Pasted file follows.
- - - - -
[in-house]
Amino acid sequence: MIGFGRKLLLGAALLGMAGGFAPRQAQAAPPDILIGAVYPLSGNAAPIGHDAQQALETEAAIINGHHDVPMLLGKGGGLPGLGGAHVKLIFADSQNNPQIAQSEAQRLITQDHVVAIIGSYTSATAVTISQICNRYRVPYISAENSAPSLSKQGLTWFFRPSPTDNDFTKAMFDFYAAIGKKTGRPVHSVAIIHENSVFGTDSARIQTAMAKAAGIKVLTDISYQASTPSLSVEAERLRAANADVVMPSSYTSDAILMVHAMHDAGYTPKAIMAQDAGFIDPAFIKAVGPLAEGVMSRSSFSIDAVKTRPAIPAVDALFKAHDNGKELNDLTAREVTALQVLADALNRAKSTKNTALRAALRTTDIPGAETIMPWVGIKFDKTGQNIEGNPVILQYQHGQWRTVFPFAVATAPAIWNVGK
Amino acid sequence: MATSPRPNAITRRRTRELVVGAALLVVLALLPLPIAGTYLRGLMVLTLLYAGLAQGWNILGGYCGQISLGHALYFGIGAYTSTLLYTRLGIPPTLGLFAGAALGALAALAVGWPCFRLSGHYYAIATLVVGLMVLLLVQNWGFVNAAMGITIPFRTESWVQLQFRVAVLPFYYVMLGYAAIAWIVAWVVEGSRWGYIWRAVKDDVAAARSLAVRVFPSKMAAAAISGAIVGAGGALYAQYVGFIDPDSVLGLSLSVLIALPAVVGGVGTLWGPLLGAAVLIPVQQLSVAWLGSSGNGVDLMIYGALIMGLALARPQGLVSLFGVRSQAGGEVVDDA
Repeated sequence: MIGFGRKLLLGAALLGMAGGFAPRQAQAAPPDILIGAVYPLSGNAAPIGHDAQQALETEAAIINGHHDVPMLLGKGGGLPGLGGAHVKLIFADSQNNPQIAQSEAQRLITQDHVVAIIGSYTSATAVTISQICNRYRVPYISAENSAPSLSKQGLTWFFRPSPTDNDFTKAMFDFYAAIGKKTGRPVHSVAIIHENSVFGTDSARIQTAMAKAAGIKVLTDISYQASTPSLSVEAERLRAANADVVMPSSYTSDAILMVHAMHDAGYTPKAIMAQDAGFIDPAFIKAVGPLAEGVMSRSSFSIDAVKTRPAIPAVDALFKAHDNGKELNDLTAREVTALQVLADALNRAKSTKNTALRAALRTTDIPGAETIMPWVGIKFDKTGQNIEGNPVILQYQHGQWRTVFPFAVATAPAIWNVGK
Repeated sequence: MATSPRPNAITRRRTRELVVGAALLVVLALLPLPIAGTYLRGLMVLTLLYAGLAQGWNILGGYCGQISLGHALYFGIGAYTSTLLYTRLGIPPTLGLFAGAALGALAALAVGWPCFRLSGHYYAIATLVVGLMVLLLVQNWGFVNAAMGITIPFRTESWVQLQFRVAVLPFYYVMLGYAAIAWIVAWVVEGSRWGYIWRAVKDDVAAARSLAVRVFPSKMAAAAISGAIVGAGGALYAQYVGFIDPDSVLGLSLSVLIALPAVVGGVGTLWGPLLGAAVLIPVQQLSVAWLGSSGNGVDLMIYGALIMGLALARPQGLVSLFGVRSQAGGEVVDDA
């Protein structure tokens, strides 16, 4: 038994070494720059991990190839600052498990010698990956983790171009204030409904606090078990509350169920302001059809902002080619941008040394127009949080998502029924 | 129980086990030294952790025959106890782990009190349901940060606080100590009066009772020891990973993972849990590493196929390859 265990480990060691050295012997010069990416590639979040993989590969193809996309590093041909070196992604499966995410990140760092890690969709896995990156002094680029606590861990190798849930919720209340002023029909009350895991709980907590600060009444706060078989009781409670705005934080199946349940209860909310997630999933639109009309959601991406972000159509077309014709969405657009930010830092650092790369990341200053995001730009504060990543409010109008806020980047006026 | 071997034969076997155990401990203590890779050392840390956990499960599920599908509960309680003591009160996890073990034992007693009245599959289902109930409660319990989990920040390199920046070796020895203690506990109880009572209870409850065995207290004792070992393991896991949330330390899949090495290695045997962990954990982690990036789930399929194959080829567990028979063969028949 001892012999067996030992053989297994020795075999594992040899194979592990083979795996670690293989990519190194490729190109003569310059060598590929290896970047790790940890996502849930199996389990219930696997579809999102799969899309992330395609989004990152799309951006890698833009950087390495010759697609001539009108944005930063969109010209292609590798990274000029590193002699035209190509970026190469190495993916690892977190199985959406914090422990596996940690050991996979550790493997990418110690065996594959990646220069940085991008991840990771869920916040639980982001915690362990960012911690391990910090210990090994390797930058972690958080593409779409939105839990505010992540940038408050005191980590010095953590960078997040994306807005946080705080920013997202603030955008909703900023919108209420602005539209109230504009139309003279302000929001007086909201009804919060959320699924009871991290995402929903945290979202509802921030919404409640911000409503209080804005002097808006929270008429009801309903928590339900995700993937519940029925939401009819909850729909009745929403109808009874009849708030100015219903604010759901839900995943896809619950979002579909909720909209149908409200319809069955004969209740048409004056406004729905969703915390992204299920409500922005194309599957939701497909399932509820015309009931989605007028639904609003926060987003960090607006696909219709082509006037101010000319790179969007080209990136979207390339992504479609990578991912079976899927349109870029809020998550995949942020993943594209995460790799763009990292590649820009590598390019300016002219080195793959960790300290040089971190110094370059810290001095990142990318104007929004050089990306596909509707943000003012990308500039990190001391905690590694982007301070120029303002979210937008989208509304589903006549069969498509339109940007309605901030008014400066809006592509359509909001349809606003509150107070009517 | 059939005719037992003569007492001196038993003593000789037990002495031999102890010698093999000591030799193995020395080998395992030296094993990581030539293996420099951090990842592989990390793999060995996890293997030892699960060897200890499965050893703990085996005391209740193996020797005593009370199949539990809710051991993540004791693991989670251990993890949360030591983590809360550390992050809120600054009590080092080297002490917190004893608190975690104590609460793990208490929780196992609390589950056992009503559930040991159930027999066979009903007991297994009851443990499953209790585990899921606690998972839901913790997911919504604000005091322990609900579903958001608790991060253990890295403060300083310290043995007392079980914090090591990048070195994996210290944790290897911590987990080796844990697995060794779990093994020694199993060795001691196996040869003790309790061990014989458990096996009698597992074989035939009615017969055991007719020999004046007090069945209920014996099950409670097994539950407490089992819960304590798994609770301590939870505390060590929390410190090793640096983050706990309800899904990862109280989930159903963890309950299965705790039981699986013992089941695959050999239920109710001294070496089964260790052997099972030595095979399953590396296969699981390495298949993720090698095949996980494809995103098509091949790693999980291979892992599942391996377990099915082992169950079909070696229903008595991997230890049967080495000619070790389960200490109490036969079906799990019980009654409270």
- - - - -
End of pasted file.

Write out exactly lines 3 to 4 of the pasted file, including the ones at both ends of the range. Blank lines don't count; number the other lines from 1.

Amino acid sequence: MATSPRPNAITRRRTRELVVGAALLVVLALLPLPIAGTYLRGLMVLTLLYAGLAQGWNILGGYCGQISLGHALYFGIGAYTSTLLYTRLGIPPTLGLFAGAALGALAALAVGWPCFRLSGHYYAIATLVVGLMVLLLVQNWGFVNAAMGITIPFRTESWVQLQFRVAVLPFYYVMLGYAAIAWIVAWVVEGSRWGYIWRAVKDDVAAARSLAVRVFPSKMAAAAISGAIVGAGGALYAQYVGFIDPDSVLGLSLSVLIALPAVVGGVGTLWGPLLGAAVLIPVQQLSVAWLGSSGNGVDLMIYGALIMGLALARPQGLVSLFGVRSQAGGEVVDDA
Repeated sequence: MIGFGRKLLLGAALLGMAGGFAPRQAQAAPPDILIGAVYPLSGNAAPIGHDAQQALETEAAIINGHHDVPMLLGKGGGLPGLGGAHVKLIFADSQNNPQIAQSEAQRLITQDHVVAIIGSYTSATAVTISQICNRYRVPYISAENSAPSLSKQGLTWFFRPSPTDNDFTKAMFDFYAAIGKKTGRPVHSVAIIHENSVFGTDSARIQTAMAKAAGIKVLTDISYQASTPSLSVEAERLRAANADVVMPSSYTSDAILMVHAMHDAGYTPKAIMAQDAGFIDPAFIKAVGPLAEGVMSRSSFSIDAVKTRPAIPAVDALFKAHDNGKELNDLTAREVTALQVLADALNRAKSTKNTALRAALRTTDIPGAETIMPWVGIKFDKTGQNIEGNPVILQYQHGQWRTVFPFAVATAPAIWNVGK